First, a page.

Tag Archive | music

#MusicMonday – Janet Jackson – Alright

This delightful 1990 Janet Jackson video features her idols Cyd Charisse, The Nicholas Brothers, and Cab Calloway

Speaking of The Nicholas Brothers, check out this awesome performance that Fred Astaire called “the greatest dance number ever filmed”:

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#MusicMonday I Got You Babe – Cher with Beavis & Butthead

Cher is a 2018 Kennedy Center Honoree along with Philip Glass, Reba McEntire, and Wayne Shorter.  In tribute to her selection, I present this cover of ex-husband Sonny Bono’s I Got You Babe featuring Cher and Beavis & Butthead.

Butthead: “Is it true that you used to be, like uh, married to that Bono dude?”

Cher: “Bono. Sonny Bono”

#MusicMonday Keely Smith “When Day is Done”

Three months ago, I promised a feature on Keely Smith, who died on December 16, 2017.

 

See the source image

Keely Smith

 

This video is taken from the Frank Sinatra show in 1958. It starts with wise-cracking between Sinatra and Keely Smith’s then husband Louis Prima. Keely sings “When Day is Done.”

 

While she put away the crinolines, she wore the same haircut throughout her life. 🙂

#MusicMonday France Gall #France

France Gall was a French pop singer, one of the yé-yé girls of the 1960s, which included Françoise Hardy and Sylvie Vartan. She died earlier this month, on January 7, 2018, of an infection from cancer. She was age 70.

She shot to prominence when she won the Eurovision Song Contest in 1965, singing Serge Gainsbourg’s song Poupée de cire, poupée de son (wax doll, rag doll):

Wikipedia dissects the meaning of the lyrics of Poupée de cire, poupée de son: for example, poupée de son can also be interpreted as “singing doll.” The lyrics portray her as an ingenue, that is, “an innocent or unsophisticated young woman.”

Seule, parfois je soupire
Je me dis à quoi bon
Chanter ainsi l’amour sans raison
Sans rien connaître des garçons

In English:

Alone, I sometimes sigh
Thinking, what’s the point
Of singing love like this, without reason
Without knowing anything about boys?

Gainsbourg exploited her innocence with Les Sucettes or Lollipops, which is a thinly veiled allusion to oral sex. France Gall apparently wasn’t aware of the double entendre. In this video, she talks about the humiliation she suffered when she found out the double meaning of Les Sucettes:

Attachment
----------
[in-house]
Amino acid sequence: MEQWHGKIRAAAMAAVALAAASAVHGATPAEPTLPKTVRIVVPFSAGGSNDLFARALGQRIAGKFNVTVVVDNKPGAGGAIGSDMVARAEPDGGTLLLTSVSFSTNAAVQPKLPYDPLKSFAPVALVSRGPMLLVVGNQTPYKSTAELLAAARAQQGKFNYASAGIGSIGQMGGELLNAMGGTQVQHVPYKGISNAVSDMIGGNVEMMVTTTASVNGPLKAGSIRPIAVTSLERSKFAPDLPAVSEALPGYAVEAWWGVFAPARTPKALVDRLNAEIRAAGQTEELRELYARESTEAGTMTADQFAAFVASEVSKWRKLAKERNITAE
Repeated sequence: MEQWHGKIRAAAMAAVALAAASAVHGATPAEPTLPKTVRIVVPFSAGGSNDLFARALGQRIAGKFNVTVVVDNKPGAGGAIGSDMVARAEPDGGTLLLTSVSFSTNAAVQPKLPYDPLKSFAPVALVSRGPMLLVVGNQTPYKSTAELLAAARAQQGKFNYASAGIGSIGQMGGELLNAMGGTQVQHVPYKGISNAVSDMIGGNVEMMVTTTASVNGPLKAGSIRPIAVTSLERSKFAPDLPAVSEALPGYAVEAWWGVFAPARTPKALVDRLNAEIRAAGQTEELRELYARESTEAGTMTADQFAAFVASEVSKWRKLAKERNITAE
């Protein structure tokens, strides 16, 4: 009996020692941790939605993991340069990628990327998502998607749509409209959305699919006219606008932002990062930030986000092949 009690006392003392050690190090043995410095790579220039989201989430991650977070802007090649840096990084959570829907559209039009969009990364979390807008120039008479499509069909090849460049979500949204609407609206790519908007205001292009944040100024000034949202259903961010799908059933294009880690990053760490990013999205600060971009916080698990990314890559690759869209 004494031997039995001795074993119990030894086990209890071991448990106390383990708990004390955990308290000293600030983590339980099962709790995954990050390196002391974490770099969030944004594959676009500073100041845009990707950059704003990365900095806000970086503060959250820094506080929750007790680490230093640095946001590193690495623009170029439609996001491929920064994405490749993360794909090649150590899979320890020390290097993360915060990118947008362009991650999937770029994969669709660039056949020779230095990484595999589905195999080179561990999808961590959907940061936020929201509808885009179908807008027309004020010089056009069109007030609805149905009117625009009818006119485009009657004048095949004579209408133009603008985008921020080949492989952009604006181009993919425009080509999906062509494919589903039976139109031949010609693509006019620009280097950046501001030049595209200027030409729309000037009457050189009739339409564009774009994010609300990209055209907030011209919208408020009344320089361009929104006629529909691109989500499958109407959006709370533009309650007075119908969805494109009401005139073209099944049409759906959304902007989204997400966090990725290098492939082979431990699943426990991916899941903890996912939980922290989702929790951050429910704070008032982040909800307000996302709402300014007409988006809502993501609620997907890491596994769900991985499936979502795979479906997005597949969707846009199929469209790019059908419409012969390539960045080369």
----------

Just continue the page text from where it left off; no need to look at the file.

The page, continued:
Next week, I will pay tribute to American singer Keely Smith, who died last month, December 2017.

#MusicMonday A #Christmas Pop #Music Playlist That Won’t Drive You Insane With Schmaltz

Over at The Federalist, James B. LaGrand writes:

If your tastes run more to popular, folk, or jazz music, there are still plenty of beautiful, creative, and moving interpretations of classic Christmas songs in a Christian vein to listen to. Here are some favorites that can serve as an antidote for unsatisfying Christmas music concerts (as well as various other sad and troubling things in our world).

Source: Here’s A Christmas Pop Music Playlist That Won’t Drive You Insane With Schmaltz

Merry Christmas from Cold Cream 'n' Roses

Merry Christmas from Cold Cream ‘n’ Roses

The article includes videos for James LaGrand’s eight chosen songs, but I put those songs into a Spotify playlist:

#MusicMonday Nat King Cole “The #Christmas Song”

In tribute to the holidays, here is Nat “King” Cole singing “The Christmas Song”, better known by its opening lines:

Chestnuts roasting on an open fire

via https://www.facebook.com/natkingcole/posts/10155089032158807

The Christmas Song was written by Mel Tormé, a crooner in his own right, and Bob Wells.  It is among the Top 10 Christmas songs written by Jews, from ‘Silver Bells’ to ‘Let It Snow, Let It Snow, Let It Snow.”

 

#MusicMonday Lonelyville Della Reese #RIP – from Let’s Rock 1958

Della Reese died on Sunday, November 19, 2017 at age 86.  Invariably, any news about her death mentioned Touched by an Angel, but she had a long and varied career before that.

Here’s a surprisingly vampish Della Reese singing Lonelyville, from the 1958 movie Let’s Rock: